"Vicky has many years of experience," Johnson said. "Mountain State recognizes her as one of the best librarians in the state."
That recognition vaulted her to state and regional committees.
Terry now serves as chair of the Cataloging Committee for Mountain Library Network, chair of the Public Library Division of the West Virginia Libraries Association and sits on the WVLA Executive Board.
She will once again find herself "setting up," but this time it will be for the annual WVLA Spring Conference to be held at Flatwoods in March. This conference is attended by librarians from all across the state.
While Terry puts her efforts into her new position as director and into that conference, Johnson will be using his undergraduate degree in Biology and Master's in Theology in his full-time work as an Environmental Advocate andﾠ as co-founder of Christians for the Mountains.
"I have loved this job," said Johnson. "We have a great staff, good patrons, no complaints and a lot of community support.
"There has been one problem, and that is money."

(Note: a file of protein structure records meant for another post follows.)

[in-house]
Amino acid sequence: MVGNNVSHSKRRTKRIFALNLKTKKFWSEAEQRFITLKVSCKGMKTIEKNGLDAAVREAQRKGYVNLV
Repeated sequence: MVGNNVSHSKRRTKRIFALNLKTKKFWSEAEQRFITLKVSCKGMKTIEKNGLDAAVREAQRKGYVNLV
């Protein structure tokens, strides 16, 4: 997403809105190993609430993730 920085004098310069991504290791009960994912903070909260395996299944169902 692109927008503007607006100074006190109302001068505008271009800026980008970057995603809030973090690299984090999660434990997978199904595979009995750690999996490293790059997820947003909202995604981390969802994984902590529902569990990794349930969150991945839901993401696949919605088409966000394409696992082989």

With a drop in Hotel/Motel Tax, the library has had to cut its budget in tandem. But lack of funding has not diminished Johnson's vision of the impact of libraries.
"I feel we are key in educating children and their families," he said.
The mantle passes to Terry on Monday, January 16, although Johnson will continue for a couple of weeks to file necessary forms for the changeover.
"I'm excited," Terry said. "It will be a nice challenge being a director of a county-wide library.ﾠ We have a good staff and that will make my job easier."
That staff consists of Pam Johnson and Paula Stemple at the McClintic Library; Nancy Eagen at the Dubrin Library; Jane Mospan and Mary Ann Alonso, at Green Bank; Elwood Groves, Ginger Must and Mary Beth Saleem-Tanner at Hillsboro; and Cree Lahti at the Linwood Library at Snowshoe.ﾠ Substitute Kathy Henry and Experience Works Pat Gatens are fully a part of the staff, as well.
Director Terry can be found in the "corner office" beginning Monday.